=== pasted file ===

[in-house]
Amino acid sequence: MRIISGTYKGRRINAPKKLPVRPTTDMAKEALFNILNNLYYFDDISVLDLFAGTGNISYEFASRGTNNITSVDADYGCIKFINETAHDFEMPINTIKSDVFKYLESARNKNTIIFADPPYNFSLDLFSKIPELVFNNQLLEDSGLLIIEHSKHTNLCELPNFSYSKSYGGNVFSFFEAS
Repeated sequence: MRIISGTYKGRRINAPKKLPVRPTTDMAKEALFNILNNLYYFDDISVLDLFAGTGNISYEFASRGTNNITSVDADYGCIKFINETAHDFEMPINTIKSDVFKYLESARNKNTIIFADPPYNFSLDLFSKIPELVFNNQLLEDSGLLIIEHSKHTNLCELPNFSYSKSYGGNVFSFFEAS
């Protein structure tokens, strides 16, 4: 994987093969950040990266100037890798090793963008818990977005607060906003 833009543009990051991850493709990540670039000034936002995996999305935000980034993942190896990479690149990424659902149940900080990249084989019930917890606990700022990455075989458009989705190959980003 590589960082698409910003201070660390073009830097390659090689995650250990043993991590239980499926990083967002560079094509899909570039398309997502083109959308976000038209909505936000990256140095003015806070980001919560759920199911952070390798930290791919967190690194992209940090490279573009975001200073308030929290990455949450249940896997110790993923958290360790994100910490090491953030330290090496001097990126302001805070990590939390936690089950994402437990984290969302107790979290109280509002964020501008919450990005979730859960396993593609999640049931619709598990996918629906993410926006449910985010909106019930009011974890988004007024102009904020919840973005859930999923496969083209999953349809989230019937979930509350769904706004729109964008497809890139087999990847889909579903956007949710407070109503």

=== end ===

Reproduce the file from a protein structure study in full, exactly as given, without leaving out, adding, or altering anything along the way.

[in-house]
Amino acid sequence: MRIISGTYKGRRINAPKKLPVRPTTDMAKEALFNILNNLYYFDDISVLDLFAGTGNISYEFASRGTNNITSVDADYGCIKFINETAHDFEMPINTIKSDVFKYLESARNKNTIIFADPPYNFSLDLFSKIPELVFNNQLLEDSGLLIIEHSKHTNLCELPNFSYSKSYGGNVFSFFEAS
Repeated sequence: MRIISGTYKGRRINAPKKLPVRPTTDMAKEALFNILNNLYYFDDISVLDLFAGTGNISYEFASRGTNNITSVDADYGCIKFINETAHDFEMPINTIKSDVFKYLESARNKNTIIFADPPYNFSLDLFSKIPELVFNNQLLEDSGLLIIEHSKHTNLCELPNFSYSKSYGGNVFSFFEAS
């Protein structure tokens, strides 16, 4: 994987093969950040990266100037890798090793963008818990977005607060906003 833009543009990051991850493709990540670039000034936002995996999305935000980034993942190896990479690149990424659902149940900080990249084989019930917890606990700022990455075989458009989705190959980003 590589960082698409910003201070660390073009830097390659090689995650250990043993991590239980499926990083967002560079094509899909570039398309997502083109959308976000038209909505936000990256140095003015806070980001919560759920199911952070390798930290791919967190690194992209940090490279573009975001200073308030929290990455949450249940896997110790993923958290360790994100910490090491953030330290090496001097990126302001805070990590939390936690089950994402437990984290969302107790979290109280509002964020501008919450990005979730859960396993593609999640049931619709598990996918629906993410926006449910985010909106019930009011974890988004007024102009904020919840973005859930999923496969083209999953349809989230019937979930509350769904706004729109964008497809890139087999990847889909579903956007949710407070109503």